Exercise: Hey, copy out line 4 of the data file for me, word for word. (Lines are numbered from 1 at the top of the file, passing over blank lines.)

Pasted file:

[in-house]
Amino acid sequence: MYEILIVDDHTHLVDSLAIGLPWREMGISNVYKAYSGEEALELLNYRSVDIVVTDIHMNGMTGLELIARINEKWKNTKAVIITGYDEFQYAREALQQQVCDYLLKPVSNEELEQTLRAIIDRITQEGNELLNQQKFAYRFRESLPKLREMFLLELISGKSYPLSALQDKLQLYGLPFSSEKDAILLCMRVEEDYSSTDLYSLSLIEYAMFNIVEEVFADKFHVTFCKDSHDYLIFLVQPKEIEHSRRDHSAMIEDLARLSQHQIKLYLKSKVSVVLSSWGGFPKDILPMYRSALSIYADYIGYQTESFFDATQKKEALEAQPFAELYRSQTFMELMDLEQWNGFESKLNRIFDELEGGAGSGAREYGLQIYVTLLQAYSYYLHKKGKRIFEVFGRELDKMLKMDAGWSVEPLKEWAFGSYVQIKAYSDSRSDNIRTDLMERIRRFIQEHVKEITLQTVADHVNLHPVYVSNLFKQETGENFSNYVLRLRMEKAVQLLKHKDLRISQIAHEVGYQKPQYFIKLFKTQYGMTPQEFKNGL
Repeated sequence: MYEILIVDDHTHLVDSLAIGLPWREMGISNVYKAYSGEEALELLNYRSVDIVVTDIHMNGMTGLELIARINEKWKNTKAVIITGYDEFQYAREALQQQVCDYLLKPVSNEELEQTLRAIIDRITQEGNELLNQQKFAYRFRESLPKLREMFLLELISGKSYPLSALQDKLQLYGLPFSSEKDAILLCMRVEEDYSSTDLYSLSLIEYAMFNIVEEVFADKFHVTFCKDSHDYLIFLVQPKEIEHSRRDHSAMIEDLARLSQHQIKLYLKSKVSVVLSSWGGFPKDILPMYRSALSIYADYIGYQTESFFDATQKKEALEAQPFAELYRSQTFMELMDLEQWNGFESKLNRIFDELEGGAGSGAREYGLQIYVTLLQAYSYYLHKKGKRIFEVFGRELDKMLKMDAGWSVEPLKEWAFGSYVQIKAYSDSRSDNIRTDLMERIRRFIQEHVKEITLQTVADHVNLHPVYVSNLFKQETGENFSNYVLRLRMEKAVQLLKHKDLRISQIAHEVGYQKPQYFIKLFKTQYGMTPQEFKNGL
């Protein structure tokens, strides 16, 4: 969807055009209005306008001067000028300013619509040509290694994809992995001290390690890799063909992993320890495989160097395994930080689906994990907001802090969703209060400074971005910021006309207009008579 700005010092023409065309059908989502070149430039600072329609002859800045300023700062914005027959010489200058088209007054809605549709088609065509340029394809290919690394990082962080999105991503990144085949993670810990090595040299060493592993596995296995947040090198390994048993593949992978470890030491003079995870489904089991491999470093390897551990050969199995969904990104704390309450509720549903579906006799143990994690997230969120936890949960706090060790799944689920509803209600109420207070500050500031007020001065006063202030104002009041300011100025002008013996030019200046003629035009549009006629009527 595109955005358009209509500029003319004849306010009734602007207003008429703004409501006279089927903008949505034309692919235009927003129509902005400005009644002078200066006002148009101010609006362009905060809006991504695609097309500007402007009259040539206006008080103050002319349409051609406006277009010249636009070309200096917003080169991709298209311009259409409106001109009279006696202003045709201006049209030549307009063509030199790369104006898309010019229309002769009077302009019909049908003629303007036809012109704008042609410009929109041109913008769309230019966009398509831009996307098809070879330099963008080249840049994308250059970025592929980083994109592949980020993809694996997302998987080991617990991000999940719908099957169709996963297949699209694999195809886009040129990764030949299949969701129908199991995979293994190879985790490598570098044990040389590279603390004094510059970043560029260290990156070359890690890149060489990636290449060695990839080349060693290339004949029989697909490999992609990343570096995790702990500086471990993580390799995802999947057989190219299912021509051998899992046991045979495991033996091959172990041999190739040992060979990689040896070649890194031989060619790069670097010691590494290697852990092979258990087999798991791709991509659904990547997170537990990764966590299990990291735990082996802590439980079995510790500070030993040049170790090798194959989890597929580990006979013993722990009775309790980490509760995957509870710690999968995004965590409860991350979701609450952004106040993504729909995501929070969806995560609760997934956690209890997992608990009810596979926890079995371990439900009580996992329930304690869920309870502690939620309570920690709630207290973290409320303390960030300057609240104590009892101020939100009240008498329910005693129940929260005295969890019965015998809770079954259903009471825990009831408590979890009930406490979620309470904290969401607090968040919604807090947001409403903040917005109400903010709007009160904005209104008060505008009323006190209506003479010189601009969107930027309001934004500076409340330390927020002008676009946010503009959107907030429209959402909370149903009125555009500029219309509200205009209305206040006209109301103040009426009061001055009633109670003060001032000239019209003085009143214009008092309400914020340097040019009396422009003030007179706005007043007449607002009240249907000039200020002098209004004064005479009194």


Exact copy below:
């Protein structure tokens, strides 16, 4: 969807055009209005306008001067000028300013619509040509290694994809992995001290390690890799063909992993320890495989160097395994930080689906994990907001802090969703209060400074971005910021006309207009008579 700005010092023409065309059908989502070149430039600072329609002859800045300023700062914005027959010489200058088209007054809605549709088609065509340029394809290919690394990082962080999105991503990144085949993670810990090595040299060493592993596995296995947040090198390994048993593949992978470890030491003079995870489904089991491999470093390897551990050969199995969904990104704390309450509720549903579906006799143990994690997230969120936890949960706090060790799944689920509803209600109420207070500050500031007020001065006063202030104002009041300011100025002008013996030019200046003629035009549009006629009527 595109955005358009209509500029003319004849306010009734602007207003008429703004409501006279089927903008949505034309692919235009927003129509902005400005009644002078200066006002148009101010609006362009905060809006991504695609097309500007402007009259040539206006008080103050002319349409051609406006277009010249636009070309200096917003080169991709298209311009259409409106001109009279006696202003045709201006049209030549307009063509030199790369104006898309010019229309002769009077302009019909049908003629303007036809012109704008042609410009929109041109913008769309230019966009398509831009996307098809070879330099963008080249840049994308250059970025592929980083994109592949980020993809694996997302998987080991617990991000999940719908099957169709996963297949699209694999195809886009040129990764030949299949969701129908199991995979293994190879985790490598570098044990040389590279603390004094510059970043560029260290990156070359890690890149060489990636290449060695990839080349060693290339004949029989697909490999992609990343570096995790702990500086471990993580390799995802999947057989190219299912021509051998899992046991045979495991033996091959172990041999190739040992060979990689040896070649890194031989060619790069670097010691590494290697852990092979258990087999798991791709991509659904990547997170537990990764966590299990990291735990082996802590439980079995510790500070030993040049170790090798194959989890597929580990006979013993722990009775309790980490509760995957509870710690999968995004965590409860991350979701609450952004106040993504729909995501929070969806995560609760997934956690209890997992608990009810596979926890079995371990439900009580996992329930304690869920309870502690939620309570920690709630207290973290409320303390960030300057609240104590009892101020939100009240008498329910005693129940929260005295969890019965015998809770079954259903009471825990009831408590979890009930406490979620309470904290969401607090968040919604807090947001409403903040917005109400903010709007009160904005209104008060505008009323006190209506003479010189601009969107930027309001934004500076409340330390927020002008676009946010503009959107907030429209959402909370149903009125555009500029219309509200205009209305206040006209109301103040009426009061001055009633109670003060001032000239019209003085009143214009008092309400914020340097040019009396422009003030007179706005007043007449607002009240249907000039200020002098209004004064005479009194």